“I had questions and in following them, I found myself on an incredible journey of self-discovery. I never really set out to be a sex educator but the more I was learning the more I couldn’t not share what I was discovering for myself. What I realised is that we all have the same questions, concerns, worries. There is not one experience we are ever alone in and even when you think you do not have options, education gives what you are going through context, which then empowers you with knowledge about where and how to take the next steps.”

Finding your power

On a mission to “ignite a large-scale sexual revolution in Ireland”, Jenny says that it’s about more than just pleasure. “What really drives me personally in doing this work has much more to do with power. I have seen powerful people who may never have had the opportunity to experience themselves as powerful, who didn’t even know being powerful was an option. I have seen women who have given their power away, and women who have had their power taken from them. I don’t know if there is one woman that escapes experiencing at least one of these, myself included. 

“What I know to be true is when you learn to take an active role in your sexuality, you learn to harness your own source of power that then has the ability to spread like wildfire, sparking the next woman and the next woman, and the next woman to follow suit. This is what my mission is, to teach women who feel or have felt powerless, how to experience themselves as powerful – to teach them how to harness that power with love, and to teach them how to generously share it with others.”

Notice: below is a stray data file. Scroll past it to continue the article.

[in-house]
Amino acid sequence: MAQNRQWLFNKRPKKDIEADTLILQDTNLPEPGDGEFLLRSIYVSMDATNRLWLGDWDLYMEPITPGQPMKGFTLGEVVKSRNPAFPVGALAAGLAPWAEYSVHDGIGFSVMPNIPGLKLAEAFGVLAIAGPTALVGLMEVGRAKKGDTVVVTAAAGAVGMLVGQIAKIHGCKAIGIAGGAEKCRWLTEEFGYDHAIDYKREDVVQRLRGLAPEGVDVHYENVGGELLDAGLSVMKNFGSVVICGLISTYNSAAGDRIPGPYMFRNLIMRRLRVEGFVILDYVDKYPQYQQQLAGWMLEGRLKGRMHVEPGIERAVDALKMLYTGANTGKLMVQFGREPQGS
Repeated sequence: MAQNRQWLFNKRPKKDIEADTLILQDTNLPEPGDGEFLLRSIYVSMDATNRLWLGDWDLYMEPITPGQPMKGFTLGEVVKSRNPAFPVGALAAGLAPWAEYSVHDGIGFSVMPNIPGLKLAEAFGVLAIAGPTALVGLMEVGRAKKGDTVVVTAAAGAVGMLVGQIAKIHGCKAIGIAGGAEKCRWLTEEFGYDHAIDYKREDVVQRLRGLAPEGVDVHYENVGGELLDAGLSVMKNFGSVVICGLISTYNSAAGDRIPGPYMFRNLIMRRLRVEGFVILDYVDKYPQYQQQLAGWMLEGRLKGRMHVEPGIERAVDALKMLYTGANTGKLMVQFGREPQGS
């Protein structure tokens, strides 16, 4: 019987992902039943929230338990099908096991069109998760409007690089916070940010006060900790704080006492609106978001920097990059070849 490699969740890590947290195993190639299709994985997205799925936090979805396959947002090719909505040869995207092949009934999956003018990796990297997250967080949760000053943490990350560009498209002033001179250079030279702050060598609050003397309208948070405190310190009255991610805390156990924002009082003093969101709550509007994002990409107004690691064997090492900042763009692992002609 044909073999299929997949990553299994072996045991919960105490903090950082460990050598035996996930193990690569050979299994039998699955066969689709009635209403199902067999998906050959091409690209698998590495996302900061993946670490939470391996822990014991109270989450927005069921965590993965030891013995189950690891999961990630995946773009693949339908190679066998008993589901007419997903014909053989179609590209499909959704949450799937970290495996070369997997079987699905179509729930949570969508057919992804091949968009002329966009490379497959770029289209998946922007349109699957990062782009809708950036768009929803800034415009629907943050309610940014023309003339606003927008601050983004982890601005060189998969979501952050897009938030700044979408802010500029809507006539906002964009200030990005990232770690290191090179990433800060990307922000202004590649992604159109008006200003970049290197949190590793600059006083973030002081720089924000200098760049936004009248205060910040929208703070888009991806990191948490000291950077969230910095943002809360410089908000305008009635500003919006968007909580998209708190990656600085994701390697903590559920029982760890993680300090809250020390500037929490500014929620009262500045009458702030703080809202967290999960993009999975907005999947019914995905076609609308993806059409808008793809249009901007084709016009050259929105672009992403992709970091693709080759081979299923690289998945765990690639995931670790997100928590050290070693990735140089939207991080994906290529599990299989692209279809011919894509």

Online community

Connection is a huge part of the job too – it’s actually one of the things Jenny most loves about her work. “Connecting with the large community of women that engage with the conversations we have on Instagram is my favourite part of the job – and anyone who has ever been to a workshop will know the chat box is where it all happens! 

“As I’m teaching, I’m always encouraging the conversation to continue on alongside what I’m saying and something that I really love about teaching sex ed in Ireland is that Irish people are super curious. So, they come to learn but my goodness do we know how to have a laugh! 

“The women that attend the workshops – especially the women that attend regularly – just make them what they are. They are instrumental in creating a really non-judgemental, supportive and absolutely hilarious environment for everyone to be in. I always leave the workshops having had such a laugh with everyone.”

Public reception

Anyone familiar with Jenny’s work online will know that her workshops always get a huge reaction, but it can be difficult to get people to engage with content around sex. “I have always felt this education was so important but getting Irish people to engage with it has been another story,” she admits.